They’re our next must-tries. We also found Toasted Coconut Oven Roasted Almonds on Amazon.

    Find a store near you and or buy them on Amazon. Check the Blue Diamond website for a store locator.

    Amazon also sells boxes of 100 Calorie Packs—great for portion control, since once we open a 14-ounce bag, anything goes.

    The almonds are certified kosher by OK.

    We next tried the brand’s Thin Dipped Almonds:

  • Double Dark Chocolate
  • Dark Chocolate Sea Salt Caramel
    The chocolate-covered almonds have half the sugar* of average chocolate-covered almonds (and 5g protein per serving of 19 pieces).

    While we have no complaint with Thin Dipped, we far prefer the Oven Roasted.

    Try both and decide for yourself.

    Almonds are nutrient-dense. They’re loaded with nutrients and antioxidants. The majority of their fat is monounsaturated (good fat).

    They can assist with blood pressure, blood sugar, and cholesterol (here’s more about it).

    To snack on plain almonds, just remember 1-2-3: 1 ounce of almonds equals about 23 nuts, the ideal daily portion recommended by the Dietary Guidelines for Americans.

    Instead of counting, you can also cover a 3″ x 3″ sticky note with nuts (photo #5).

    One ounce of plain almonds provides about 165 calories, 6 grams of protein, 14 grams of fat (80% monounsaturated, 15% polyunsaturated, and 5% saturated), 6 grams of carbohydrate, and 3 grams of fiber.

  • Monounsaturated and polyunsaturated fats are the “good fats,” that lower the risk of heart disease risk. Foods high in good fats include vegetable oils (such as olive, canola, sunflower, soy, and corn), nuts, seeds and fish.
  • “Bad fats”—saturated and, especially, trans fats—increase the risk of heart disease. Foods high in bad fats include red meat, butter, cheese, and ice cream, as well as processed foods made with trans fat from partially hydrogenated oil.

    Package Of Blue Diamond Dark Chocolate Almonds
    [1] Dark Chocolate Oven Roasted Almonds (photos #1, #3, and #4 © Blue Diamond).

    Blue Diamond Dark Chocolate Almonds
    [2] The almonds, up-close (photo © Stephanie Barlow | The Kitchn).

    Package Of Blue Diamond Chocolate Chili Almonds
    [3] What we want to try next: the almonds with a hit of chili heat.

    Package Of Blue Diamond Chocolate Dipped Almonds
    [4] Another new option: Thin Dipped almonds with a light coating of chocolate and half the sugar.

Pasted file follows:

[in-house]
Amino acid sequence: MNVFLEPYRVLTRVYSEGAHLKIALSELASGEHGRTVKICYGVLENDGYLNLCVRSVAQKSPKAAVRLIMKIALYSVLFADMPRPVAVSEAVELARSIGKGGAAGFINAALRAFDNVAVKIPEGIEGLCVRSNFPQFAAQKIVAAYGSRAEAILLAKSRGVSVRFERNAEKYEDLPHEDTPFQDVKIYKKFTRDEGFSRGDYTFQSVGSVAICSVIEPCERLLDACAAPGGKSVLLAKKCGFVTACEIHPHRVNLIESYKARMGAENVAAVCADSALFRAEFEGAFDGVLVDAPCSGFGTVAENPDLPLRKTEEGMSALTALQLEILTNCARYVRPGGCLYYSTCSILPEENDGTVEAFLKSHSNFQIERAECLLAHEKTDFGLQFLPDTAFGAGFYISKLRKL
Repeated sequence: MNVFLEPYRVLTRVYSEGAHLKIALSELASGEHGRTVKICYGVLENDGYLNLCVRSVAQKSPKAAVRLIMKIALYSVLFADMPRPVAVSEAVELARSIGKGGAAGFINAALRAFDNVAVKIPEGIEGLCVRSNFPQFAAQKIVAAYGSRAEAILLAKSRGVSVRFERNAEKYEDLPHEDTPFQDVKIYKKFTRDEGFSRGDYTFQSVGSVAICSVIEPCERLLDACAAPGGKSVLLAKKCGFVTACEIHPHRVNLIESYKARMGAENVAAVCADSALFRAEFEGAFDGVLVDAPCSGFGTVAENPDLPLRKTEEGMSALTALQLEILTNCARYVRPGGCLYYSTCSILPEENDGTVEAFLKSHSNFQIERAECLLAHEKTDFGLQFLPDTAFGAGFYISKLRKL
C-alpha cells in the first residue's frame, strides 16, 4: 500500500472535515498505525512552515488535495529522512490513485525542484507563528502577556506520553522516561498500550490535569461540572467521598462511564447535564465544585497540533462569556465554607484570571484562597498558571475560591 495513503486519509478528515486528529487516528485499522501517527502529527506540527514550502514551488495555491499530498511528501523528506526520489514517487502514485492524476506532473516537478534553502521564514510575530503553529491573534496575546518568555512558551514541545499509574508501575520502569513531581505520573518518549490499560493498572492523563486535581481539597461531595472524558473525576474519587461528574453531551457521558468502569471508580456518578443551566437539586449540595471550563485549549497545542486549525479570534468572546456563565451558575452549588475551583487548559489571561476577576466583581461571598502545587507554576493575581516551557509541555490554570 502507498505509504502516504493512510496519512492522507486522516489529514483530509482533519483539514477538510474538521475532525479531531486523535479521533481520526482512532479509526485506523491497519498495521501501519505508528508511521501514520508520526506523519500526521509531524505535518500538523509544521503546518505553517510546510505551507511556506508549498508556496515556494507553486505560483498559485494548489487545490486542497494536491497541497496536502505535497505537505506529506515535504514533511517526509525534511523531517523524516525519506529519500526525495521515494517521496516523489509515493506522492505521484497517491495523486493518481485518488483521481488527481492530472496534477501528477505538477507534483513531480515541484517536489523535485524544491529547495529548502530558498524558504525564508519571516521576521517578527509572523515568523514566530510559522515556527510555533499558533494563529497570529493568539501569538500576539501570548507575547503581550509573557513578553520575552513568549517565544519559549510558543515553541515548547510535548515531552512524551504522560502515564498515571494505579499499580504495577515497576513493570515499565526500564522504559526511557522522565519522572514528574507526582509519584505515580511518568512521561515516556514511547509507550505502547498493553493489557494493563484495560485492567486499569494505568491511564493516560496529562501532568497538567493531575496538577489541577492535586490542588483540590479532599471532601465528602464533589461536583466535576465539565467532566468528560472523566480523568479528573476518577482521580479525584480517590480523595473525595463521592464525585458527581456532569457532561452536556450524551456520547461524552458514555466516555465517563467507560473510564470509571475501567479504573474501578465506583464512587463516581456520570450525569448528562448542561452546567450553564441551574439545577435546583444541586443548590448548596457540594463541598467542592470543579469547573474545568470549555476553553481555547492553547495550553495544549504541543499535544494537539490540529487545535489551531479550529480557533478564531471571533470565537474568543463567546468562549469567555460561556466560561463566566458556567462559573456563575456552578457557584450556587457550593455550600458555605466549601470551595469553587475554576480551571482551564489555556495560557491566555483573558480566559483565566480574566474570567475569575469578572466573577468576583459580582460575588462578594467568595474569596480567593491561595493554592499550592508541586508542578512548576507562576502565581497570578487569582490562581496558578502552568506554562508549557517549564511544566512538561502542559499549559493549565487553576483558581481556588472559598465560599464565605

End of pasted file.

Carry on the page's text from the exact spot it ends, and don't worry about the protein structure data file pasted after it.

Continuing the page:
Daily Portion Of Almonds
    [5] If you don’t want to count out your daily portion of 23 almonds, just cover a 3″ x 3″ Post-It note (photo © Almond Board of California).

    Almonds are an excellent source of vitamin E, magnesium, and manganese, and a good source of fiber, copper, phosphorous, and riboflavin.

    In fact, ounce for ounce, almonds are the tree nut highest in protein, fiber, calcium, vitamin E, riboflavin, and niacin.

    To make daily snacking easier, California Board Of Almonds has created a snack tin that holds exactly 23 almonds.

    If you’re planning an event and need a party favor, consider a healthy one. Check out the custom tins.


    *Per Blue Diamond, the average chocolate-covered almond serving has 14g of sugar, whereas Blue Diamond Thin Dipped has 6g of sugar.





    Pink Challah Recipe With Dragon Fruit & Pomegranate Arils

    Pink Pomegranate Challah With Honey
    [1] Challah made pink with dragon fruit purée (photos #1, #2, and #3 © Hannah Kaminsky | Bittersweet Blog).

    Round Of Pink Pomegranate Challah Dough
    [2] Pink challah dough, colored naturally with dragon fruit purée.

    Pink Pomegranate Challah Toasted Slices
    [3] Toasted for breakfast or snacking.

    Pink Dragonfruit
    [4] Dragon fruit (photo © Tanaphong Toochinda | Unsplash).

    Package Of Pitaya Frozen Dragon Fruit
    [5] Look for frozen dragon fruit smoothie packs. If you can only find frozen cubes of fruit, you can purée them yourself. With the rest of the packs, see how to make a dragon fruit smoothie bowl here (photo © Love To Be In The Kitchen).